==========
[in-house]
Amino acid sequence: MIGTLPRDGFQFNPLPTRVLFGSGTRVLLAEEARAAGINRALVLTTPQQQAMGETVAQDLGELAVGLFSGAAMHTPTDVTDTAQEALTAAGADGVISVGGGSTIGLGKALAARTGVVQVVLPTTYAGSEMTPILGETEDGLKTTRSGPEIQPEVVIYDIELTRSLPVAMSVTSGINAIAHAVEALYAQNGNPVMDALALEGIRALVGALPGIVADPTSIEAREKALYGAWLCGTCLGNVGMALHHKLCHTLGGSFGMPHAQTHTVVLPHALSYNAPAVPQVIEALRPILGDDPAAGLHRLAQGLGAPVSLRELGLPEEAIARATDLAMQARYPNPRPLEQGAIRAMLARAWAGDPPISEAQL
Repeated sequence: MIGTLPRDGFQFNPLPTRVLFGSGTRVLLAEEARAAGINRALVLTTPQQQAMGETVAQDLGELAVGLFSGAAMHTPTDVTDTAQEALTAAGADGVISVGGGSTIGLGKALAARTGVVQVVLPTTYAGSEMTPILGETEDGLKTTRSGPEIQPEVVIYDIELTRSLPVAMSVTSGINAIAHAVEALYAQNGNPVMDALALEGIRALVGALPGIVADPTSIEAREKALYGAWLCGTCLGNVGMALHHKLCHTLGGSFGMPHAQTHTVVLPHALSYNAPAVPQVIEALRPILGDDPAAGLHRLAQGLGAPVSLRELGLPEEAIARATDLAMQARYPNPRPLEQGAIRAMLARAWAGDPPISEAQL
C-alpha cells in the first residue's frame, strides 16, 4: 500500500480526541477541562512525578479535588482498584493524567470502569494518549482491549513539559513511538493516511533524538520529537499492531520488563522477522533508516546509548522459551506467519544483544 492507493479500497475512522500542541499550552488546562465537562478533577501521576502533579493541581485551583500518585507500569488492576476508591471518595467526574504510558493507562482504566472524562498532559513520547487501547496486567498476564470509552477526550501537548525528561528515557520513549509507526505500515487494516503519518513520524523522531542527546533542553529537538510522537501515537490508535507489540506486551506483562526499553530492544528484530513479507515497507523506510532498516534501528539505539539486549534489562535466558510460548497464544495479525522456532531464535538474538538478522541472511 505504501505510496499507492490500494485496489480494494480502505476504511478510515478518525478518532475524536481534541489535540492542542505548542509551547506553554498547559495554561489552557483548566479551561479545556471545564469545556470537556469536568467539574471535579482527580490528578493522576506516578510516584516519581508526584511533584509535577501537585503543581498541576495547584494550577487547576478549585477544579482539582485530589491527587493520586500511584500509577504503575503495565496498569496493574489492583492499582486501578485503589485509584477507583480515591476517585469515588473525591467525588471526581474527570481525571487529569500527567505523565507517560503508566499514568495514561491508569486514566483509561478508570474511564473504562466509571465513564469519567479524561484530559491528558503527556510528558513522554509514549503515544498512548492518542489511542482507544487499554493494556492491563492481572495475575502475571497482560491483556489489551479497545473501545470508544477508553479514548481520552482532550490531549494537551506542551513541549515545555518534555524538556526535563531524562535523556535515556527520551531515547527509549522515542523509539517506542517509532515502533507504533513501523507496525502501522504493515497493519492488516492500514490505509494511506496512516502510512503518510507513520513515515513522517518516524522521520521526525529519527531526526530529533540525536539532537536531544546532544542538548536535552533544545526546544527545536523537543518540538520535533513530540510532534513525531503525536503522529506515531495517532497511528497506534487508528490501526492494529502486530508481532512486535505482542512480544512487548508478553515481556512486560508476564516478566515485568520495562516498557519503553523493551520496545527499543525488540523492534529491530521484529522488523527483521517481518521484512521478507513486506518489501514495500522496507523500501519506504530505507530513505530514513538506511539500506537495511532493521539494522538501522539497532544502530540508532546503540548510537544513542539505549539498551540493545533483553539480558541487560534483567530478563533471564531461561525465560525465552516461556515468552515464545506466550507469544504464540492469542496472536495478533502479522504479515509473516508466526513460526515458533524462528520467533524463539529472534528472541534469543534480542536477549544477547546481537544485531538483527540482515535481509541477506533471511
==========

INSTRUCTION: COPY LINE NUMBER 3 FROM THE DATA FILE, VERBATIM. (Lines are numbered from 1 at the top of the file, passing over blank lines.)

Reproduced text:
Repeated sequence: MIGTLPRDGFQFNPLPTRVLFGSGTRVLLAEEARAAGINRALVLTTPQQQAMGETVAQDLGELAVGLFSGAAMHTPTDVTDTAQEALTAAGADGVISVGGGSTIGLGKALAARTGVVQVVLPTTYAGSEMTPILGETEDGLKTTRSGPEIQPEVVIYDIELTRSLPVAMSVTSGINAIAHAVEALYAQNGNPVMDALALEGIRALVGALPGIVADPTSIEAREKALYGAWLCGTCLGNVGMALHHKLCHTLGGSFGMPHAQTHTVVLPHALSYNAPAVPQVIEALRPILGDDPAAGLHRLAQGLGAPVSLRELGLPEEAIARATDLAMQARYPNPRPLEQGAIRAMLARAWAGDPPISEAQL